Topic: Prime Minister Modi visit to Australia; Australia-India relationship;
Wednesday, 24 May 2023
Kieran Gilbert: Back to local politics and with me is the Shadow Foreign Minister, Simon Birmingham, Local in a way, but we’re talking about the Indian leader who’s here, and that was quite an extraordinary welcome for him last night, wasn’t it?
Simon Birmingham: It sure was, Kieran. I mean from an Australian politics standpoint, it’s hard to conceive of the type of event where a political leader attends a rally of tens of thousands of people in a stadium type atmosphere and receives that type of reception. But that is something that has become almost commonplace in India and around the world with Prime Minister Modi. It was a demonstration of the strength of the Australia-India diaspora and their engagement in the relationship as well. And I think that is one of the really strong aspects for Australia to leverage over the years to come, that we don’t just have this very strong government-to-government relationship that’s built up over recent years. We’ve got an increasingly strong relationship of people-to-people links built up of that diaspora that can really help turbocharge the trade and economic links too.
Kieran Gilbert: Are you worried about the treatment of minorities in India?
Simon Birmingham: Look, I think we have to make sure that when Australia engages through human rights fora and other things, as we consistently do, that we are consistent and frank about all of those sorts of issues. And we have those fora established through the UN processes and elsewhere and Australia plays a very full and I think consistent and up-front role in that regard, consistent with our principles, and we should continue to do so.
Kieran Gilbert: Narendra Modi doesn’t do news conferences. It is the largest democracy in the world, of course. But are there elements of that democracy that concern you?
Simon Birmingham: Look, different governments and different political systems operate in different ways. That is true. But India is certainly a very vibrant democracy. We’ve seen that over a long period of time. Prime Minister Modi has been in power for a good number of years now. In that sense, he has become, as we said, a very popular leader, not without opposition. That continues to exist. And it’s important that we remain true to those democratic principles. But from an Australian perspective, we have to make sure we seek the best out of our bilateral relationship. And it’s a relationship that is incredible shape and seek the best out of how we engage regionally and with the rest of the world. And that is also a level of engagement where we are doing ever more together and that is something we need to continue to pursue.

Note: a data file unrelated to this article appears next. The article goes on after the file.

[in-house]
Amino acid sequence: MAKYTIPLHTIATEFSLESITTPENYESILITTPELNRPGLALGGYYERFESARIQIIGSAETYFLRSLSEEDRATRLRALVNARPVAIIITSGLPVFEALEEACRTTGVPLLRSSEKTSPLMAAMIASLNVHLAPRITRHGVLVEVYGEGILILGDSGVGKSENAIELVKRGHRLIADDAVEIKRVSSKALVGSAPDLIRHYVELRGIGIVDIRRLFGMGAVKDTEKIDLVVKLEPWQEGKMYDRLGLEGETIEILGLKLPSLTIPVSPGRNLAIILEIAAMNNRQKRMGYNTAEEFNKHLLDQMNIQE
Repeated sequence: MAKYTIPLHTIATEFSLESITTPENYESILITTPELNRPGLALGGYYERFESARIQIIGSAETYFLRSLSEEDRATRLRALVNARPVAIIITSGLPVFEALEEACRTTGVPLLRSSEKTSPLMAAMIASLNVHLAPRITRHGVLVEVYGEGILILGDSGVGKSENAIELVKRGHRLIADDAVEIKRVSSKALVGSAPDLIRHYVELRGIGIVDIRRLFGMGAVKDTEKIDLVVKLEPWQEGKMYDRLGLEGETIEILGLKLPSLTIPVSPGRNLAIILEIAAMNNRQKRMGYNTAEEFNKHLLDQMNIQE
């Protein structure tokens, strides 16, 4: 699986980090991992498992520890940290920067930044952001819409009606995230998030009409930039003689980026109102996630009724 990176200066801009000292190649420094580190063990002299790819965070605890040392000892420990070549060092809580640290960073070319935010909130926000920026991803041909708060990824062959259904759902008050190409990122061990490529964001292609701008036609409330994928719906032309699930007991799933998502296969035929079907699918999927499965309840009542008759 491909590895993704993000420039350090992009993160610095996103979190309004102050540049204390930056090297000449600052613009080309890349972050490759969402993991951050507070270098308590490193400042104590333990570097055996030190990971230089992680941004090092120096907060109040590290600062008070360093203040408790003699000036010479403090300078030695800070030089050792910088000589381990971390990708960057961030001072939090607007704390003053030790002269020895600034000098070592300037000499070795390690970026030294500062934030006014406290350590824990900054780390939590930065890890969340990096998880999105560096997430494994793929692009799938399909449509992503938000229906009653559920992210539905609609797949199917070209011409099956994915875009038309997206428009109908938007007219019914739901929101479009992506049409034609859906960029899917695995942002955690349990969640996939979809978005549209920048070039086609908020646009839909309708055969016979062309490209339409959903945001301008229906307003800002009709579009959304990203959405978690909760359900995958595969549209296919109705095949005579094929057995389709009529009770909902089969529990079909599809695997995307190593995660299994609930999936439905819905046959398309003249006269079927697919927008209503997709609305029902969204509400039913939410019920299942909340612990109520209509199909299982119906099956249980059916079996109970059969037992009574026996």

Kieran Gilbert: Is it rare we just saw those pictures, our viewers saw the pictures of you and Peter Dutton with the Prime Minister and his delegation. Is it rare to have that full access for an opposition frontbench?
Simon Birmingham: No, within our Australian system we will often, if there is a visiting leader of government from another country, have the opportunity to sit down and have engagement with them. That’s important, much of Australia’s foreign policy is bipartisan and as a nation we are stronger when we speak with one voice.
Kieran Gilbert: Why has it been underdone, the India relationship? Because for years we can- I’m sure our viewers would have heard it so many times. We can do more with India. We can expand our trade. And we’ve got a lot in common with cricket and whatever else, but it’s just always been a bit underdone.
Simon Birmingham: There certainly have been many years of talk, but I think there was a real step change in the last few years. If you look at the engagements and agreements sealed. A new trade agreement that the Morrison government sealed, new elements of defence cooperation and joint engagement, elevating the Quad, re-establishing the Quad and then elevating it to leaders level dialogue. These are all big steps in the Australia-India relationship. The very last big trade mission that I undertook as minister before COVID hit was more than 100 people as part of the Australia-India Business Exchange that we took in across a range of different industry segments for Australia-.
Kieran Gilbert: So, you think it’s turned the corner now?
Simon Birmingham: I think it is a relationship that is in the best shape it’s ever been with great potential upside. And one of the things that Peter Dutton and I, along with Jason Wood, who is with us, enthusiastically spoke to Prime Minister Modi about today, was seeing that trade agreement we sealed transformed into a comprehensive agreement that really eliminates and removes trade barriers between our two countries and we will give absolute bipartisan support to the Albanese Government to see that realised, given the work we had done already on it.
Kieran Gilbert: Simon Birmingham Shadow Foreign Minister, Thanks.
Simon Birmingham: Thanks, Kieran. My pleasure.